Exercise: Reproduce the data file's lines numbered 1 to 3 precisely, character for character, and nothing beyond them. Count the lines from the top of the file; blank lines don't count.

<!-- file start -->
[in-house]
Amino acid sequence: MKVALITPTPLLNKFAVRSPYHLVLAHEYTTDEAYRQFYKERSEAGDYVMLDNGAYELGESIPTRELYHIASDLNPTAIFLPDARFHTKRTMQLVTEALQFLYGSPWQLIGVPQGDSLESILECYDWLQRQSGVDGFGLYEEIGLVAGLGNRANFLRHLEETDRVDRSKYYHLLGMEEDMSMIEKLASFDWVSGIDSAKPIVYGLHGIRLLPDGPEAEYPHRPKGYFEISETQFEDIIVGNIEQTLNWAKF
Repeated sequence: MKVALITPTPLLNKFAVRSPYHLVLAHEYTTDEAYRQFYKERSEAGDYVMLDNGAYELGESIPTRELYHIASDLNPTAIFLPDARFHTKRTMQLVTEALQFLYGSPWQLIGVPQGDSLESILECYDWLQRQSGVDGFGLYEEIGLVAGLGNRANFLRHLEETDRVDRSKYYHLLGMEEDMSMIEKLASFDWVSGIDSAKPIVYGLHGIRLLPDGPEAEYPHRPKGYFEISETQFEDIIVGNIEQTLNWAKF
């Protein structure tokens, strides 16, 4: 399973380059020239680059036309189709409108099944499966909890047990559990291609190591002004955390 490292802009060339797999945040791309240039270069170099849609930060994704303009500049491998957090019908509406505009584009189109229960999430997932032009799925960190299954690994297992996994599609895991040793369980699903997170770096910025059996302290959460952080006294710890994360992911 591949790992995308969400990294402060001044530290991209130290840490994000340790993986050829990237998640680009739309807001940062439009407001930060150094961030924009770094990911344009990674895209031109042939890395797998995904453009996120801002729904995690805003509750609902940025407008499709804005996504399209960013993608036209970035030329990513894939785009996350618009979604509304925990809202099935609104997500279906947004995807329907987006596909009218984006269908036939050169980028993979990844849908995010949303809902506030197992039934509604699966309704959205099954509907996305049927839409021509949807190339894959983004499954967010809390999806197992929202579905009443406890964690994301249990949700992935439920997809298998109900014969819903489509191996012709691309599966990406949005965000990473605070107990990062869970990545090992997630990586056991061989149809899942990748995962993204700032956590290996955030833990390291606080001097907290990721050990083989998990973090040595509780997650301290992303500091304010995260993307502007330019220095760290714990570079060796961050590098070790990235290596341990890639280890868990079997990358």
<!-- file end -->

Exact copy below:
[in-house]
Amino acid sequence: MKVALITPTPLLNKFAVRSPYHLVLAHEYTTDEAYRQFYKERSEAGDYVMLDNGAYELGESIPTRELYHIASDLNPTAIFLPDARFHTKRTMQLVTEALQFLYGSPWQLIGVPQGDSLESILECYDWLQRQSGVDGFGLYEEIGLVAGLGNRANFLRHLEETDRVDRSKYYHLLGMEEDMSMIEKLASFDWVSGIDSAKPIVYGLHGIRLLPDGPEAEYPHRPKGYFEISETQFEDIIVGNIEQTLNWAKF
Repeated sequence: MKVALITPTPLLNKFAVRSPYHLVLAHEYTTDEAYRQFYKERSEAGDYVMLDNGAYELGESIPTRELYHIASDLNPTAIFLPDARFHTKRTMQLVTEALQFLYGSPWQLIGVPQGDSLESILECYDWLQRQSGVDGFGLYEEIGLVAGLGNRANFLRHLEETDRVDRSKYYHLLGMEEDMSMIEKLASFDWVSGIDSAKPIVYGLHGIRLLPDGPEAEYPHRPKGYFEISETQFEDIIVGNIEQTLNWAKF